In the recent case Bradley v. Bradley, the Maryland Court of Appeals considered the questions raised when a woman sued a man she believed to be her husband for intentional negligent misrepresentation. Mr. Bradley and Ms. Bradley met in 2003 at Kennedy Krieger Institute. Ms. Bradley was responsible for Mr. Bradley’s son and was often in contact with Mr. Bradley who was then married with three kids. The next year, Mr. Bradley told Ms. Bradley that he had separated from his wife and started divorce proceedings. They commenced a long extramarital affair.
In 2006, after claiming that there had been various problems in the divorce proceedings, Mr. Bradley announced that his divorce was final. He proposed to Ms. Bradley. In 2007, the couple married in Las Vegas, Nevada. Ms. Bradley experienced two incidents of battery by Mr. Bradley before she checked previous domestic violence cases to see what his history was. The records revealed that Mr. Bradley’s divorce was not listed. Mr. Bradley confessed he had never obtained the divorce from his first wife. He and Ms. Bradley separated.
After Ms. Bradley underwent some therapy, she wanted to reconcile with Mr. Bradley, have him divorce his first wife, annul their marriage, and remarry. Mr. Bradley divorced his first wife, but didn’t do anything to complete her other requests. Accordingly she filed to annul the marriage. He stalked her. She amended her complaint to include some additional claims, including intentional and negligent misrepresentation. Years ago, Maryland abolished by statute the cause of action for breach of promise to marry (except in instances where a party is pregnant).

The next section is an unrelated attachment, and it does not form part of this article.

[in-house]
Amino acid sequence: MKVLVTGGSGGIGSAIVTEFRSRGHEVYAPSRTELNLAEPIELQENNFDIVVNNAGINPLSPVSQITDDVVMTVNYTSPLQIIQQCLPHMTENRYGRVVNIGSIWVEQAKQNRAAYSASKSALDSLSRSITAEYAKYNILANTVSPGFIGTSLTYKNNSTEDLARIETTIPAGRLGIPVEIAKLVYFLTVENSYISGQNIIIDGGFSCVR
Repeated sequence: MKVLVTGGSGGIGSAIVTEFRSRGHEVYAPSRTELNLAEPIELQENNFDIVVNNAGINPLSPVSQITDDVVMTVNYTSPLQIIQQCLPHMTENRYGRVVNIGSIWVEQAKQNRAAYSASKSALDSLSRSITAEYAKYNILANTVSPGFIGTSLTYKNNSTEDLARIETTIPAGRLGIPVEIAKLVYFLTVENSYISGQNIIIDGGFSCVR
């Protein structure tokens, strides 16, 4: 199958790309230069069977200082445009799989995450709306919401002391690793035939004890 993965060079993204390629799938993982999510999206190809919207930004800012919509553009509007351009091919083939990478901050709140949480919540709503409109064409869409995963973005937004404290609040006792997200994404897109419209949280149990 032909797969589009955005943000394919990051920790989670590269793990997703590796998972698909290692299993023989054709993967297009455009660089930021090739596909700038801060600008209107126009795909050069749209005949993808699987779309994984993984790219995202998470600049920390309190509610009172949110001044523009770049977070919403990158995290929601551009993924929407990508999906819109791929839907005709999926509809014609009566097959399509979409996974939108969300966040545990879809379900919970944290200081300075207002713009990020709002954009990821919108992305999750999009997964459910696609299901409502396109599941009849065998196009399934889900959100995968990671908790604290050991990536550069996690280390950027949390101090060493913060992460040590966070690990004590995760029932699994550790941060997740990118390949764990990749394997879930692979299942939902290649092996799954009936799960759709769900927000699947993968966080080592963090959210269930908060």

Throughout the trial, the trial judge used case law to distinguish between the causes of action that were misrepresentation causes of action and those that were really breach of promise to marry causes of action that have been abolished by statute in Maryland. The judge limited what was presented to the jury on the basis of the distinction. Mr. Bradley lost at trial. The Baltimore County jury found in favor of Mr. Bradley’s second wife, awarding $287,000 in compensatory damages, as well as $1,000 each for two counts of battery, and $180,000 in punitive damages.
On appeal, among other issues, Mr. Bradley argued that what the trial judge considered the intentional and negligent misrepresentation causes of action were actually still claims for breach of promise to marry.
The elements of misrepresentation-style causes of action are: (1) a false representation; (2) where either the person who made the representation knew it was false or made a representation with reckless indifference, (3) with the intent to defraud someone; (4) who relied on it and had the right to rely on it; and (5) was damaged because of the fraud.
The Maryland Court of Special Appeals held that Mr. Bradley had fraudulently misrepresented his martial status by telling Ms. Bradley he was divorced when he was married and “marrying” her.
Bigamy is an extreme case where issues of misrepresentation could become part of a divorce when a couple splits up. However, if you are dealing with family law matters like this one, the success of your case may depend on hiring a qualified and knowledgeable attorney who can navigate the new rules for you. Contact lawyer Anthony Fatemi and his legal team for a legal consultation. They have years of experience in Maryland family law, including matters of divorce, prenuptial agreements, separation agreements, property distribution, custody arrangements, alimony, and domestic violence.